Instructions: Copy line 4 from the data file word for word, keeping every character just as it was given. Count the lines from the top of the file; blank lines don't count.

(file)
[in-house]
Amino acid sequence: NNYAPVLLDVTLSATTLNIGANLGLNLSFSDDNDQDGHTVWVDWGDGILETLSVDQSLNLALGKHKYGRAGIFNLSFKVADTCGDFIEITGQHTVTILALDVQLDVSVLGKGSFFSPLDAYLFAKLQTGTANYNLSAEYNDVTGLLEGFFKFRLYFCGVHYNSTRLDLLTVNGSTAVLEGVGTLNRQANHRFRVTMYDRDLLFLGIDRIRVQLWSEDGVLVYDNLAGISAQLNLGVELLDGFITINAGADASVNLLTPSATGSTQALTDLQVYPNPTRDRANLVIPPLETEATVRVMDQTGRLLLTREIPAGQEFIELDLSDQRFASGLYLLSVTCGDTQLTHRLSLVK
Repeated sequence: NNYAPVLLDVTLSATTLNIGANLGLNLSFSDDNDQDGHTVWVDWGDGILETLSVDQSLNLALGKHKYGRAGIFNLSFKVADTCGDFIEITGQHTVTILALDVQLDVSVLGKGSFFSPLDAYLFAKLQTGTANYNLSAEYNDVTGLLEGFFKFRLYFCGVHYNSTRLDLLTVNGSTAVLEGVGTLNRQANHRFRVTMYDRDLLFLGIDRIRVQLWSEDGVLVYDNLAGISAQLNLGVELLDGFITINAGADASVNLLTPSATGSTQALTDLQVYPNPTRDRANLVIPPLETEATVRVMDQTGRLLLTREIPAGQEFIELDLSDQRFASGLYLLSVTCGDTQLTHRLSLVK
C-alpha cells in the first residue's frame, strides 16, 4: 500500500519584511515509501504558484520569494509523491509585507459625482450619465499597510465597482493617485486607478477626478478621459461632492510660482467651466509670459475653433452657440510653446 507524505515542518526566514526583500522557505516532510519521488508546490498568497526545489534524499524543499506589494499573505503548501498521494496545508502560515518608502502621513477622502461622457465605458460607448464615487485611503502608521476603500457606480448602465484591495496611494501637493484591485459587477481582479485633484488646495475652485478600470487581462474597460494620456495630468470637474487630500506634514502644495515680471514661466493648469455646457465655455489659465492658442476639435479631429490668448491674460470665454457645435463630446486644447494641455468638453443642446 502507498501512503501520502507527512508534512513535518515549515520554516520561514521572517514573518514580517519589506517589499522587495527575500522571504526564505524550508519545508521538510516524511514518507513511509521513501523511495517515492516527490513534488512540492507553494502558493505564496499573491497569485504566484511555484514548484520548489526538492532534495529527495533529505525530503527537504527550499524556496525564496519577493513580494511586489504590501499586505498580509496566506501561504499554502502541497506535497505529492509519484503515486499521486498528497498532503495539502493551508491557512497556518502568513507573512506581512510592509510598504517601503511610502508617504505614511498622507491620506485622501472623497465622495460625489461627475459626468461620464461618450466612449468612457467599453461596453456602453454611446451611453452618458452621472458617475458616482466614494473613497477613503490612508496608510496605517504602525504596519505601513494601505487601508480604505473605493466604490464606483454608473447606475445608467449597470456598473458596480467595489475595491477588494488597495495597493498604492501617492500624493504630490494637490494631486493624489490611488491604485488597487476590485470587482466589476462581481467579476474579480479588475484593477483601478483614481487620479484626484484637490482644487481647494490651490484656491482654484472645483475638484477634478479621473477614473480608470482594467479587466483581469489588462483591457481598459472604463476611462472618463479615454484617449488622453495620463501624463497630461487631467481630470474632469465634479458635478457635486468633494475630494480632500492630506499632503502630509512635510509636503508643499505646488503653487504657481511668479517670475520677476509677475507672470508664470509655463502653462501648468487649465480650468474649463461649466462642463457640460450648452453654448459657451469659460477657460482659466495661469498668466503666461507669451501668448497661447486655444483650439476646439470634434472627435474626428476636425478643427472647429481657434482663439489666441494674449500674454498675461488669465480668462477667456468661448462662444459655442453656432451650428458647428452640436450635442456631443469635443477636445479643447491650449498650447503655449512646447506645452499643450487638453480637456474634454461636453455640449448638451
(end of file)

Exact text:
C-alpha cells in the first residue's frame, strides 16, 4: 500500500519584511515509501504558484520569494509523491509585507459625482450619465499597510465597482493617485486607478477626478478621459461632492510660482467651466509670459475653433452657440510653446 507524505515542518526566514526583500522557505516532510519521488508546490498568497526545489534524499524543499506589494499573505503548501498521494496545508502560515518608502502621513477622502461622457465605458460607448464615487485611503502608521476603500457606480448602465484591495496611494501637493484591485459587477481582479485633484488646495475652485478600470487581462474597460494620456495630468470637474487630500506634514502644495515680471514661466493648469455646457465655455489659465492658442476639435479631429490668448491674460470665454457645435463630446486644447494641455468638453443642446 502507498501512503501520502507527512508534512513535518515549515520554516520561514521572517514573518514580517519589506517589499522587495527575500522571504526564505524550508519545508521538510516524511514518507513511509521513501523511495517515492516527490513534488512540492507553494502558493505564496499573491497569485504566484511555484514548484520548489526538492532534495529527495533529505525530503527537504527550499524556496525564496519577493513580494511586489504590501499586505498580509496566506501561504499554502502541497506535497505529492509519484503515486499521486498528497498532503495539502493551508491557512497556518502568513507573512506581512510592509510598504517601503511610502508617504505614511498622507491620506485622501472623497465622495460625489461627475459626468461620464461618450466612449468612457467599453461596453456602453454611446451611453452618458452621472458617475458616482466614494473613497477613503490612508496608510496605517504602525504596519505601513494601505487601508480604505473605493466604490464606483454608473447606475445608467449597470456598473458596480467595489475595491477588494488597495495597493498604492501617492500624493504630490494637490494631486493624489490611488491604485488597487476590485470587482466589476462581481467579476474579480479588475484593477483601478483614481487620479484626484484637490482644487481647494490651490484656491482654484472645483475638484477634478479621473477614473480608470482594467479587466483581469489588462483591457481598459472604463476611462472618463479615454484617449488622453495620463501624463497630461487631467481630470474632469465634479458635478457635486468633494475630494480632500492630506499632503502630509512635510509636503508643499505646488503653487504657481511668479517670475520677476509677475507672470508664470509655463502653462501648468487649465480650468474649463461649466462642463457640460450648452453654448459657451469659460477657460482659466495661469498668466503666461507669451501668448497661447486655444483650439476646439470634434472627435474626428476636425478643427472647429481657434482663439489666441494674449500674454498675461488669465480668462477667456468661448462662444459655442453656432451650428458647428452640436450635442456631443469635443477636445479643447491650449498650447503655449512646447506645452499643450487638453480637456474634454461636453455640449448638451